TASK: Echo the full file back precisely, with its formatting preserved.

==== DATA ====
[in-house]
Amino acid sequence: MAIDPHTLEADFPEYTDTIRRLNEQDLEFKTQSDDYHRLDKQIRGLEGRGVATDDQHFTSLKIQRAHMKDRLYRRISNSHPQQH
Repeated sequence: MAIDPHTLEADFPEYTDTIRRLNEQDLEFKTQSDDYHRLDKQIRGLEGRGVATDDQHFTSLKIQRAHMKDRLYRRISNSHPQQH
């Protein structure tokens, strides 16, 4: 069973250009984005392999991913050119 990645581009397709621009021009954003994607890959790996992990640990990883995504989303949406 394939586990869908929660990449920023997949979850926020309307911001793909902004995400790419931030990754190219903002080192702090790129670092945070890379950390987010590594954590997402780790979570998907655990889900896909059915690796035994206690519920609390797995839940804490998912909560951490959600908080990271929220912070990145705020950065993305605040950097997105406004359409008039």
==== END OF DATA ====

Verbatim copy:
[in-house]
Amino acid sequence: MAIDPHTLEADFPEYTDTIRRLNEQDLEFKTQSDDYHRLDKQIRGLEGRGVATDDQHFTSLKIQRAHMKDRLYRRISNSHPQQH
Repeated sequence: MAIDPHTLEADFPEYTDTIRRLNEQDLEFKTQSDDYHRLDKQIRGLEGRGVATDDQHFTSLKIQRAHMKDRLYRRISNSHPQQH
């Protein structure tokens, strides 16, 4: 069973250009984005392999991913050119 990645581009397709621009021009954003994607890959790996992990640990990883995504989303949406 394939586990869908929660990449920023997949979850926020309307911001793909902004995400790419931030990754190219903002080192702090790129670092945070890379950390987010590594954590997402780790979570998907655990889900896909059915690796035994206690519920609390797995839940804490998912909560951490959600908080990271929220912070990145705020950065993305605040950097997105406004359409008039």